I guess I am bucking the trend. I don’t even have a GPS in my car, let alone on my bike. I prefer the rides where we’re going from point A to point B with a general idea of how to get there with multiple options and looking forward to exploring, which means taking a road just because you feel like it, always knowing that you can get back to the main road any time you want. Having a GPS tell me to turn here or turn there is just one more intrusion for the type of riding I enjoy most.

  7. Givi  September 27th

    I prefer to use a gps myself. I use the smartphone app one on the iphone. http://tourandride.com/item/content/what-a-smartphone-as-your-best-riding-buddy

  8. Tom327Cat  October 3rd

    I would say that 95% of the time my GPS is simply a data gathering device. I might occasionally check it to see how fast I am really going, or to determine exactly where I am. Real navigation happens with a map.

  9. Derek  October 11th

    A year ago I’d have cringed at the idea of a big GPS unit on the front of my GSXR but this year I’m converted.

    I’ve been doing the Irish Photo Rally(google it) and the first two trips I did with vets (both had GPS). My third trip I ventured alone, by map, and it seriously took away from the enjoyment.

    It was back to the poxy map, asking directions and driving with an iPhone within reach – not exactly the safest. Anyway, long story shot, I’m converted and in the market to buy one.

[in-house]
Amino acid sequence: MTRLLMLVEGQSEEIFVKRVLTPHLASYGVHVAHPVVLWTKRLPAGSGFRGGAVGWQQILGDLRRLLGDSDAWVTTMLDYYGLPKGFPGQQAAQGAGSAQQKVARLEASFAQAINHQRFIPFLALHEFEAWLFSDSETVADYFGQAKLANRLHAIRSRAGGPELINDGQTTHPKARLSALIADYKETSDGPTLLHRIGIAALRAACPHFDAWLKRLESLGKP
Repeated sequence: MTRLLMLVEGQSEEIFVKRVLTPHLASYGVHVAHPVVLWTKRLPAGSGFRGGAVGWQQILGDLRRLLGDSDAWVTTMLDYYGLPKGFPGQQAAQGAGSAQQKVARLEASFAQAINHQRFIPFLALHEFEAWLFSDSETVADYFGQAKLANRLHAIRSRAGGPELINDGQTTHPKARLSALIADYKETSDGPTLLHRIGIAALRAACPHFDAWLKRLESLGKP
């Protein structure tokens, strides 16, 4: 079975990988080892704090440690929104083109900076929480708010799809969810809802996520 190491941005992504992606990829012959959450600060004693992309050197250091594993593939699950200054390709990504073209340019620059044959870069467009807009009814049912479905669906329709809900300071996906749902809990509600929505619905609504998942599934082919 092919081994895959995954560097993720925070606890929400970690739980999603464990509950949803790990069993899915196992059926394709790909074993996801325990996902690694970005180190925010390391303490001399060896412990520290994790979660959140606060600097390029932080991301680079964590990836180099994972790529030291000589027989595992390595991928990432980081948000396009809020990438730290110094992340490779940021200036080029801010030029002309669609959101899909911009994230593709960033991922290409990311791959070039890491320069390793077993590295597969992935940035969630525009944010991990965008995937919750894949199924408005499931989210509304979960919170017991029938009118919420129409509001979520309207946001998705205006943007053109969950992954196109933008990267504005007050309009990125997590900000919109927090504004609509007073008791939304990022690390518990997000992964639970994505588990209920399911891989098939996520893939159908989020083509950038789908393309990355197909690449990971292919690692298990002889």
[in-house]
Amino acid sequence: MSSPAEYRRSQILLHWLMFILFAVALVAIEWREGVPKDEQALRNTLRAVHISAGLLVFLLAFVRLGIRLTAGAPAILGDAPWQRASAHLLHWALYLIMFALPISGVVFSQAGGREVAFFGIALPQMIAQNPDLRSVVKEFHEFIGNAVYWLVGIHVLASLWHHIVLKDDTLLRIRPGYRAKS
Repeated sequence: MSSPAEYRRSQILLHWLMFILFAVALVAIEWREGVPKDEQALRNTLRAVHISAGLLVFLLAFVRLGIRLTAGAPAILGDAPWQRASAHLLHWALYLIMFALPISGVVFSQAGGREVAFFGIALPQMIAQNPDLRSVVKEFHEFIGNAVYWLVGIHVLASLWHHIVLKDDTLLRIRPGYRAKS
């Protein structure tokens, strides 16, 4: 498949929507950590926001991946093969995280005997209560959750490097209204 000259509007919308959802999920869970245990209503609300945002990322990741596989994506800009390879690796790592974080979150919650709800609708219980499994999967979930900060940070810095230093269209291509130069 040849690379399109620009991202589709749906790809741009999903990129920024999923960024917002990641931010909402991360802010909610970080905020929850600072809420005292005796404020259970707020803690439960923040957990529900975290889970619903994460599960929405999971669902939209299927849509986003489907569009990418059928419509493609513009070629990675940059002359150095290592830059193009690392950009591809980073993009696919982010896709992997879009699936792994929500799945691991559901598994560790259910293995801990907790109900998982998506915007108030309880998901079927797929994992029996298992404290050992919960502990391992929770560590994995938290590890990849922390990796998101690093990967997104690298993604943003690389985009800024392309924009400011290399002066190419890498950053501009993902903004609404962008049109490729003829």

10. BikerThomas  December 4th

    I’m a big fan of technology. I plan my routes on Google Maps and always bring my Garmin GPS when I’m going on longer trips. I never use the audio feature though, I think that would just distract me from my driving. The GPS isn’t 100% reliable, but the paper maps aren’t either… and having a map of all of Europe integrated in a tiny SD-card is great!

  11. haron ali  January 8th

    I agree that not all bikers are speeding weaving in and out of cars, which would not be the time to look at a GPS, and that there are drivers in cars that do the same.

  12. Kris  January 21st

    In all fairness, the bluetooth systems are a brilliant idea for connection to mobile phones, but how many sat navs have bluetooth capability?
    Granted, I’m an Iphone user, and I can have directions set up as one of my integral apps which will link to any of the headsets I’ve tried, including the Scala, Sharktooth & Caberg JustSpeak. But for those who aren’t it must be a bit of pain spending a few hundred on a helmet that’s suitable for the fittings or brand specific, a few hundred on the headset itself and then a bit more on a compatible sat nav/mobile phone.
    Personally, I’m a bit peeved that the headsets cant be used as intercoms unless they are to alike sets or specifically designed (and many of these are rider to pillion).
    If I were to be completely honest, its an unfinished idea and strangely Viper Helmets are leading the way by supplying a bluetooth system with a stock helmet. RS-131, which is also a flip front. http://www.jtsbikerclothing.com/shop/products/motorcycle_helmets/viper_/viper_rs-v131_-_flip_front_integrated_bluetooth_4/silver.html
    Once the better known brands get involved with this idea, I think the bluetooth debate will be over and it’ll be borderline standard on touring style helmets.